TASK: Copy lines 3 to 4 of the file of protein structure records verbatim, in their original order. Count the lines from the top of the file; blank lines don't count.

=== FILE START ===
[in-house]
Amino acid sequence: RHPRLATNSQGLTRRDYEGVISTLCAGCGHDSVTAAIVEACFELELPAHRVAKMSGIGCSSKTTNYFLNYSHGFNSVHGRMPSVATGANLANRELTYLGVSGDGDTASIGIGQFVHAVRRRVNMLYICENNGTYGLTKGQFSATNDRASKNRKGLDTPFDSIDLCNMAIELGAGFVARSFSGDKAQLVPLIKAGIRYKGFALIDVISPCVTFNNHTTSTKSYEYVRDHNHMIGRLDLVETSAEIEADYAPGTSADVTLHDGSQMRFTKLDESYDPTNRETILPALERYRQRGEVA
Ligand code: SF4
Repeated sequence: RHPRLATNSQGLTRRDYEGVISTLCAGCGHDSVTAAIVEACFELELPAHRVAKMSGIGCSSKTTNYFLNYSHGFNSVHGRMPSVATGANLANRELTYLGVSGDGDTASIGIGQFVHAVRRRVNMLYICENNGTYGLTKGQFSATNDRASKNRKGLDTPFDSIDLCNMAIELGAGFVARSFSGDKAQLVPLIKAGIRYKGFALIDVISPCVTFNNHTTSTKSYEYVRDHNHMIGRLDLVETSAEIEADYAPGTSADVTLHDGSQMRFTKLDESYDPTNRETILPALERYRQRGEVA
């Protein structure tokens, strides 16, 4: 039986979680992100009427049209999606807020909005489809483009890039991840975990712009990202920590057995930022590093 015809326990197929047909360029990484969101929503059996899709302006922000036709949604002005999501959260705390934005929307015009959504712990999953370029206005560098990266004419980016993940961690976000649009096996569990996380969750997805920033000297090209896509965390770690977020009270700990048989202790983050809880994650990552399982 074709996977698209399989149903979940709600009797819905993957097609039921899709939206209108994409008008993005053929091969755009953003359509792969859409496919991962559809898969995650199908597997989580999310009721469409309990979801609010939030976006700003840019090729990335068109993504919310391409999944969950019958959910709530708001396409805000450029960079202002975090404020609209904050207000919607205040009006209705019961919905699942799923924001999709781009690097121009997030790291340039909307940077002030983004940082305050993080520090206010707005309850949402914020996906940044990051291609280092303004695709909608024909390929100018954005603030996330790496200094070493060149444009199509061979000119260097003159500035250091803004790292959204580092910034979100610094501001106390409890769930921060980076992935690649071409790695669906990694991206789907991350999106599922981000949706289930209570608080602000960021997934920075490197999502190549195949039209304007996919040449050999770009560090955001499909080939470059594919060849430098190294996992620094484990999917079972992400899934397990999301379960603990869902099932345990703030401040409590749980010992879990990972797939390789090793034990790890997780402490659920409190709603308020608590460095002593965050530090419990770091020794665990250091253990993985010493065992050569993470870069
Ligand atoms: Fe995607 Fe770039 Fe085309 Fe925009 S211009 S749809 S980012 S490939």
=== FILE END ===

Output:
Ligand code: SF4
Repeated sequence: RHPRLATNSQGLTRRDYEGVISTLCAGCGHDSVTAAIVEACFELELPAHRVAKMSGIGCSSKTTNYFLNYSHGFNSVHGRMPSVATGANLANRELTYLGVSGDGDTASIGIGQFVHAVRRRVNMLYICENNGTYGLTKGQFSATNDRASKNRKGLDTPFDSIDLCNMAIELGAGFVARSFSGDKAQLVPLIKAGIRYKGFALIDVISPCVTFNNHTTSTKSYEYVRDHNHMIGRLDLVETSAEIEADYAPGTSADVTLHDGSQMRFTKLDESYDPTNRETILPALERYRQRGEVA